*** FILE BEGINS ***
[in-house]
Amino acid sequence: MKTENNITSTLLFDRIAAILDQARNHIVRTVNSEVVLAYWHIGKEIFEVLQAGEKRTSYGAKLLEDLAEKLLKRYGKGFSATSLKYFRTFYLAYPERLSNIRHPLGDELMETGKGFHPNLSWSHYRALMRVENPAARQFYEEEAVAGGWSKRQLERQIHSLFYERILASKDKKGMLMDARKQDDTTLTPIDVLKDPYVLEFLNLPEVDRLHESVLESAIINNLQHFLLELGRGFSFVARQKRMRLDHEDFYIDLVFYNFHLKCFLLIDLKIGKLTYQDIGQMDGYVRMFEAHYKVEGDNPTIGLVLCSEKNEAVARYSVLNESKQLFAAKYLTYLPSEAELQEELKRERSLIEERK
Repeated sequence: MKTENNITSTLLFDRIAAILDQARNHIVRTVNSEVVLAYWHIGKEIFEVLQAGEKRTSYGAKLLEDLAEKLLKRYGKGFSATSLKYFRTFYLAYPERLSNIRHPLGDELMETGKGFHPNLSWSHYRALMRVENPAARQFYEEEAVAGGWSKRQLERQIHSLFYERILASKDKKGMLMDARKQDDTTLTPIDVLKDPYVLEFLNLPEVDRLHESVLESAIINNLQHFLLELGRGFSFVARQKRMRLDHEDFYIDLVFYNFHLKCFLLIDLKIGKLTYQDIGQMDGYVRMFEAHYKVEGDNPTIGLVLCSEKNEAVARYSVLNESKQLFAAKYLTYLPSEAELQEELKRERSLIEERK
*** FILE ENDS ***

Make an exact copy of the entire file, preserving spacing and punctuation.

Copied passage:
[in-house]
Amino acid sequence: MKTENNITSTLLFDRIAAILDQARNHIVRTVNSEVVLAYWHIGKEIFEVLQAGEKRTSYGAKLLEDLAEKLLKRYGKGFSATSLKYFRTFYLAYPERLSNIRHPLGDELMETGKGFHPNLSWSHYRALMRVENPAARQFYEEEAVAGGWSKRQLERQIHSLFYERILASKDKKGMLMDARKQDDTTLTPIDVLKDPYVLEFLNLPEVDRLHESVLESAIINNLQHFLLELGRGFSFVARQKRMRLDHEDFYIDLVFYNFHLKCFLLIDLKIGKLTYQDIGQMDGYVRMFEAHYKVEGDNPTIGLVLCSEKNEAVARYSVLNESKQLFAAKYLTYLPSEAELQEELKRERSLIEERK
Repeated sequence: MKTENNITSTLLFDRIAAILDQARNHIVRTVNSEVVLAYWHIGKEIFEVLQAGEKRTSYGAKLLEDLAEKLLKRYGKGFSATSLKYFRTFYLAYPERLSNIRHPLGDELMETGKGFHPNLSWSHYRALMRVENPAARQFYEEEAVAGGWSKRQLERQIHSLFYERILASKDKKGMLMDARKQDDTTLTPIDVLKDPYVLEFLNLPEVDRLHESVLESAIINNLQHFLLELGRGFSFVARQKRMRLDHEDFYIDLVFYNFHLKCFLLIDLKIGKLTYQDIGQMDGYVRMFEAHYKVEGDNPTIGLVLCSEKNEAVARYSVLNESKQLFAAKYLTYLPSEAELQEELKRERSLIEERK